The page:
Describe the economics of the 1960's; specially name programs and economic development during this decade.
My answer to this question will focus on the economy of the United States. During the 1960s, the US economy was generally quite strong. Gross Domestic Product grew for most of the decade and poverty declined. Some of this was due to the fact that there was relatively little foreign competition for American businesses. Another part of it was due to government programs such as those of President Johnson’s “Great Society” initiative. However, toward the end of the decade, the American economy sputtered, leading to major problems that would continue into the 1970s.
Over the course of the 1960s, the US economy grew at a relatively strong pace. As can be seen at this link, the country’s real GDP (taking inflation into account) increased from $3.05 trillion at the end of 1959 to $4.71 trillion at the end of 1969. This is an increase of about 54% over the decade. While America’s population did rise (as seen in this link), the increase was only about 14%. This means that the country’s real GDP per capita also rose significantly during this decade. The increase in real GDP per capita also helped lead to a decrease in poverty. This link shows us that rates of poverty declined by more than 10 percentage points during the 1960s. The last link also shows us that unemployment was relatively low during most of this decade.
One reason for the strong US economy was the continuing impact of World War II. As of 1945, America’s main potential competitors in the world economy were all greatly weakened. Germany and Japan had been devastated by bombing and by being defeated. France and England had also been heavily bombed and England had had to spend huge amounts of money fighting the war. All of this meant that there were no serious competitors for the US and the US economy could grow at a strong pace.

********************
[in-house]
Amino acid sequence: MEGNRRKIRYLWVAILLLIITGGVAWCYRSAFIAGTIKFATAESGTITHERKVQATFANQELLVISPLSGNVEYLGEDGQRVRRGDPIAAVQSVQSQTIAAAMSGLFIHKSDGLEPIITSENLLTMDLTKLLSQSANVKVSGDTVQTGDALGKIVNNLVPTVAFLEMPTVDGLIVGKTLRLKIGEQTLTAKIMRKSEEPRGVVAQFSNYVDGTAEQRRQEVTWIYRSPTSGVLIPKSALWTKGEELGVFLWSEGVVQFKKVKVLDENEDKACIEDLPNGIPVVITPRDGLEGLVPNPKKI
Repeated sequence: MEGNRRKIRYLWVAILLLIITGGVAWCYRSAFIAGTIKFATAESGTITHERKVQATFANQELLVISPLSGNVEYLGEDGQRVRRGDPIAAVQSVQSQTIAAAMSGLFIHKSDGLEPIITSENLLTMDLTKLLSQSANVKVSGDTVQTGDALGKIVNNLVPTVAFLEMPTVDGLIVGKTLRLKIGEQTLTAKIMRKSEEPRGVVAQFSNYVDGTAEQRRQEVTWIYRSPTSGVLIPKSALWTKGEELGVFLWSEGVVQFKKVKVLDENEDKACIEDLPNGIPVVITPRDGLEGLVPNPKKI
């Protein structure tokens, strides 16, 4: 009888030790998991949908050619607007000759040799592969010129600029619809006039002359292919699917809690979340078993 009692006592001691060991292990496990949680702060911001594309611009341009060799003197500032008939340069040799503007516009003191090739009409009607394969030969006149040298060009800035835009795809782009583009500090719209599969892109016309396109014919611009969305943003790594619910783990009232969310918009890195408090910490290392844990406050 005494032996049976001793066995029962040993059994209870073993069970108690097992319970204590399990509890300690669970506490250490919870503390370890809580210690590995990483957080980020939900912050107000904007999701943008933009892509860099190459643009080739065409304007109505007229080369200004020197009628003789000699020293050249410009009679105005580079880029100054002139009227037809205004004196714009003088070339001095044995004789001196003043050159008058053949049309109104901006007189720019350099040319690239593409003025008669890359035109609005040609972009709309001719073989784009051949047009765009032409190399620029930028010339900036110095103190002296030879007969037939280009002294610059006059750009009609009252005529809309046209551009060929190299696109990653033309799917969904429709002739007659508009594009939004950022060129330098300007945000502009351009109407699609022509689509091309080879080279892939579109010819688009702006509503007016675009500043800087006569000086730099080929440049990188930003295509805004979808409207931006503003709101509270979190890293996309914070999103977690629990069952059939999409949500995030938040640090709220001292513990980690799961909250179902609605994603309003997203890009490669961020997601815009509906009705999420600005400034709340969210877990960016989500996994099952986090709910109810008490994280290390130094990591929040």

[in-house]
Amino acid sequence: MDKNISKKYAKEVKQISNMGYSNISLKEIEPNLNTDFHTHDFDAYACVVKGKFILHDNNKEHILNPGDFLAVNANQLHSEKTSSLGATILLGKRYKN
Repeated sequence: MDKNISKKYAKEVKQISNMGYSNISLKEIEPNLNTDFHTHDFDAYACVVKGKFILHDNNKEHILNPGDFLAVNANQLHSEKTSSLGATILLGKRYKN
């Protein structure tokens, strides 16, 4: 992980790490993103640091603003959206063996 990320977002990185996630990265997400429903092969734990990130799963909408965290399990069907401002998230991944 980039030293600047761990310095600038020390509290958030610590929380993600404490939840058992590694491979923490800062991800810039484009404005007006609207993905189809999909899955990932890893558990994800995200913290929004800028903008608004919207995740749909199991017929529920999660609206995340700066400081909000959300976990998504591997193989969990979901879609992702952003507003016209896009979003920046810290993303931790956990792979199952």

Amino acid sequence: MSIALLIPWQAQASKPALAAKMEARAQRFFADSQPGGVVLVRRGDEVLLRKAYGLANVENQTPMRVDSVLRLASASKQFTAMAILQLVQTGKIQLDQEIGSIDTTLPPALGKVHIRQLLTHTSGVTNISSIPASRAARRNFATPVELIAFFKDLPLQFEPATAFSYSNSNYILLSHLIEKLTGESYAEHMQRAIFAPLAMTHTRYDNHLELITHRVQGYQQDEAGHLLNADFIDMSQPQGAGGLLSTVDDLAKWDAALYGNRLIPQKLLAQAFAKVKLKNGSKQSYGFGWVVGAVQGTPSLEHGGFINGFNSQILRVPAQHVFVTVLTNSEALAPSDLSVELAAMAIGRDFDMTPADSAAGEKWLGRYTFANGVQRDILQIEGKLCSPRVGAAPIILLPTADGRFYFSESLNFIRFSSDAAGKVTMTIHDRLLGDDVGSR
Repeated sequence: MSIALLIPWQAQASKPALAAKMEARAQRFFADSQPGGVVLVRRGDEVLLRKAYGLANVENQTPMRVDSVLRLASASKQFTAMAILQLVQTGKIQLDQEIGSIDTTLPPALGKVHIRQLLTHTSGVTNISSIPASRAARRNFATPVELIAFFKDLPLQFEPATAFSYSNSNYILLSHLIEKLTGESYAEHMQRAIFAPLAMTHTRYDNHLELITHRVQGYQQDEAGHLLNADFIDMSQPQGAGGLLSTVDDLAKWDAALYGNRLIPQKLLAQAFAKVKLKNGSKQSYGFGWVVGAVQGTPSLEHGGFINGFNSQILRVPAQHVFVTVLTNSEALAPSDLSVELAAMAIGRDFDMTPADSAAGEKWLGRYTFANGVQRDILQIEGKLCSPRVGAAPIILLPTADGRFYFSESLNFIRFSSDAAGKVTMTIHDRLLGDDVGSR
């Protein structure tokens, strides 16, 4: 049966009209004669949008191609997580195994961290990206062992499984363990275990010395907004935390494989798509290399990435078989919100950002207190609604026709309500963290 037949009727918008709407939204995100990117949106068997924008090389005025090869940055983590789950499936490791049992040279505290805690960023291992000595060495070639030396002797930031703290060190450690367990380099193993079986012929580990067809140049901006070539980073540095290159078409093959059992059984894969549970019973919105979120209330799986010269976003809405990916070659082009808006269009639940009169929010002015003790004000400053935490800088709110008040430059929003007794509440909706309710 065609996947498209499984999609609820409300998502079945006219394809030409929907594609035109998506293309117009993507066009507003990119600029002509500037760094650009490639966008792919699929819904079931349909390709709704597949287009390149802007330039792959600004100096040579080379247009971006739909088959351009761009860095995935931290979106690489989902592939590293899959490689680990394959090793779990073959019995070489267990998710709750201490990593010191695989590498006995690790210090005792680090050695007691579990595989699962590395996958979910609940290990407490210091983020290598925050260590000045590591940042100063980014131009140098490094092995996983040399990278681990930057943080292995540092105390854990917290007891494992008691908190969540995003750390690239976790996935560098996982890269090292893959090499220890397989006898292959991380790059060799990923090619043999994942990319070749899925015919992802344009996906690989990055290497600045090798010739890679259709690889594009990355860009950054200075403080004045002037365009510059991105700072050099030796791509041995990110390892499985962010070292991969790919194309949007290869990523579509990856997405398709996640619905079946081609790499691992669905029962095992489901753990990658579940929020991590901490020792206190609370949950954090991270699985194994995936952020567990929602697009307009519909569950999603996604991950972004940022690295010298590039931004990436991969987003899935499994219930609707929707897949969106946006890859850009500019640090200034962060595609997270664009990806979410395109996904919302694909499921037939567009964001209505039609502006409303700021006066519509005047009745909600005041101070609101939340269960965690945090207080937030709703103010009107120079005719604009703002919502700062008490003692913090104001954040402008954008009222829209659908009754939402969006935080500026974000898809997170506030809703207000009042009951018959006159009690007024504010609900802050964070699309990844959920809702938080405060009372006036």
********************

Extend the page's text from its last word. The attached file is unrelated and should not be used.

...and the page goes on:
The decline in poverty in the US was largely caused by programs pushed by President Johnson in his “Great Society” initiatives. For example, Johnson got Congress to pass such programs as the Job Corps (to train disadvantaged youths) and work-study jobs to help people go to college even if they were not rich enough to pay for the entirety of their schooling. He also introduced Medicare and Medicaid, which helped pay for health care for elderly and poor people, respectively. He got the government to spend billions of dollars on urban renewal in the Housing and Urban Development Act of 1965. Overall, Tindall and Shi’s America: A Narrative History tells us (5th Edition, p. 1529) that Congress passed 435 bills relating to the Great Society. All of this helped to decrease poverty in the US.
However, the good times did not last. At the end of the decade, the US economy started to stall. GDP did not increase as rapidly. Unemployment started to increase. These problems were caused largely by increasing rates of inflation. The inflation was caused by high demand, which was caused in large part by increased government spending because of the Vietnam War. This put an end to the prosperity of the earlier 1960s and led to a very hard time in American economic history.